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  • 02-01-2010 12:27 AM

    CPM vs CNM

    Hello All! My name is Sarah Grace. I recently graduated with a Bachelors in International Affairs, but even before graduation I knew I was going to switch gears and enter a midwifery program as soon as possible. I am struggling between two paths to becoming a midwife: a direct-entry (CPM) or a nurse-midwife (CNM). However, I have hit a roadblock in my decision of which path to take and I was hoping to get your help.

    On a personal level, I have issues with the need to become a nurse to be a midwife. The main reason I want to become a midwife is the philosophy behind the practice and I plan on only working in a birth center or home birth setting rather than in a hopsital. In fact, I really have no desire to be a nurse other than as a means of becoming a midwife. Therefore, I am having trouble accepting the fact that CNMs are always under the supervision of an obstetrician and very rarely allowed to perform home births (this is my understanding at least).

    However, I am young and do not want to limit myself. I understand the benefits of an "acknowledged" degree such as CNM. So...should the benefits of a "professional" degree vs a certification outweigh the personal reasons I want to become a midwife in the first place? I do want to be able to work and hopefully raise a family someday, so financial issues cannot be ignored in my decision. Hopefully someone can help me weigh these financial decisions with my political ones....

    I look forward to seeing your comments.


  • 02-01-2010 12:52 PM In reply to

    Re: CPM vs CNM

     Well I'm a bit older than you, oplus a mommy of five (age 6-22) and find the education commitment for both and the CPM NARM documentation requirement to be a bit overwhelming, though surely necessary for the integrity and credibility of the discipline.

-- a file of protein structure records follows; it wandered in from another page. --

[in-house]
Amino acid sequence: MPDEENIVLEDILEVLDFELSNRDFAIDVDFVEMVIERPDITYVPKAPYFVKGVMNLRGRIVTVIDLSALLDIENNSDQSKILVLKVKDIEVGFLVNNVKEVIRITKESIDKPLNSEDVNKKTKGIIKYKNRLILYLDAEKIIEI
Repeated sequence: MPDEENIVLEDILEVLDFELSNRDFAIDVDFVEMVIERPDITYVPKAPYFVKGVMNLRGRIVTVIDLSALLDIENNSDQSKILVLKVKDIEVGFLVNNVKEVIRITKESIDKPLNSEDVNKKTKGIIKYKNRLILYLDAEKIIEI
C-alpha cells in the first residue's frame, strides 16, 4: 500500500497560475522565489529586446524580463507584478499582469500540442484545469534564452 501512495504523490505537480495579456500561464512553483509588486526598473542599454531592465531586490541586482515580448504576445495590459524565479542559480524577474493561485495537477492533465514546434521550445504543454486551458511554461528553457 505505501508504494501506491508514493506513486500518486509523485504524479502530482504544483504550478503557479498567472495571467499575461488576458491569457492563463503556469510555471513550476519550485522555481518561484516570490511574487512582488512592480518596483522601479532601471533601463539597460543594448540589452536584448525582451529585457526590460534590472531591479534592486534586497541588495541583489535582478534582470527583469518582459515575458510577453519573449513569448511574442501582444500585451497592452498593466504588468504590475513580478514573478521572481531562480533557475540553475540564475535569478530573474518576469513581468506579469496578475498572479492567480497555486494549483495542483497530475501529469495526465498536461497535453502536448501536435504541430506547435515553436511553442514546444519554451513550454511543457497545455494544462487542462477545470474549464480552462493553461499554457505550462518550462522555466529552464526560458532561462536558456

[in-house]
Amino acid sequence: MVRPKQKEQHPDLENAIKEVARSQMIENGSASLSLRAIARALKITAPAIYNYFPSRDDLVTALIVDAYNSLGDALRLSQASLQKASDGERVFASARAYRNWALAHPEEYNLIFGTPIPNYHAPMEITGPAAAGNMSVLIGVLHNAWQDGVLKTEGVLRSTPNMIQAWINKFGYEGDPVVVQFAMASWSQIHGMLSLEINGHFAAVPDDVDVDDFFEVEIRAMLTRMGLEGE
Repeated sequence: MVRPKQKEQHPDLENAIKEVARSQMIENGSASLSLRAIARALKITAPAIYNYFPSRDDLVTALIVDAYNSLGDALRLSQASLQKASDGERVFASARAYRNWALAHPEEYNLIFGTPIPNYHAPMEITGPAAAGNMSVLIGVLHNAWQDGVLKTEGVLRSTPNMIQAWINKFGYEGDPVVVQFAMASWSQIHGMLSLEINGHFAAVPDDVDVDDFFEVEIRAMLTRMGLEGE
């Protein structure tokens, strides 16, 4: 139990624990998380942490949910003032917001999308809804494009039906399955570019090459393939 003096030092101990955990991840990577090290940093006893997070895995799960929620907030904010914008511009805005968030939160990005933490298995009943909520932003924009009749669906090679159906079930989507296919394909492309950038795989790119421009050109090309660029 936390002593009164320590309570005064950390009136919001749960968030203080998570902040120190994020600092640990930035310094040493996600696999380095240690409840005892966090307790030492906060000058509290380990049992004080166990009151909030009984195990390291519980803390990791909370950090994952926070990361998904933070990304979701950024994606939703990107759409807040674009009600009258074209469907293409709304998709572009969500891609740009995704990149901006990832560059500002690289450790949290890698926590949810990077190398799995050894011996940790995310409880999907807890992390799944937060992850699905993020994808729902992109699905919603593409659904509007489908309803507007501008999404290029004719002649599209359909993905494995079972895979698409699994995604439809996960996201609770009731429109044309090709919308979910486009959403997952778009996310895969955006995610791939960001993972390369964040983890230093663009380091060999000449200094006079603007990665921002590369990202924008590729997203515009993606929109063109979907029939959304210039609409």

I'm going the CNM ( plus maybe the FNP) route strictly for broader scope of care delivery, long term career planning and financial reasons  

    Some of my thoughts are:

    easier access to financial aid, grants and scholarships

    loan forgiveness when i go to work in a public health clinic which i've always wanted to do

    volume and variety of birth experiences in the early years of practicing and adequate access to a hospital where I hope to have privledges just in case a transfer is needed ( this may not be an issue in your state)

    being able to actually afford to provide care to those desiring quality midwifery care without having to consider financial implications

    ability to serve underserved and marginalized populations right here in the USA without having to think about how i will eat

    access to populations not easily reached by CPM's either due to legal, political or reimbursement issues

    knowledge to provide a continuum of care for the whole woman her child and the family if needed

    clear ascension path to academia if I decide to replicate my ideas and best practice, what better way to augment, change or fix "the system" then to reeducate those who follow you on the same path

    because international spots I've been too and that midwifery friends are setting up (schools and clinics) actually desire a CNM to assist with curriculmn devlopement, supervision  etc...  and I want to avail myself to this opportunity also

    after looking at the documentation requirement for NARM PEP process vs the other options through NARM there seems to be no time short cut, especially if you live in a state with to few CPM's qualified to evaluate/ mentor you and two few home births and 3-5 birth centers

    This is just some of the rational, and after years of working in and around health care, education, promotion research etc... I definately resonate more with the CPM model plus all the potential for holistic and alternative integration but I have present day infant morbidity/ mortality rates two zip codes over to think of and those mamas aren't always thinking about home birthing.

    Hope this helps 



  • 02-01-2010 3:02 PM In reply to

    Re: CPM vs CNM

    Sarah Grace,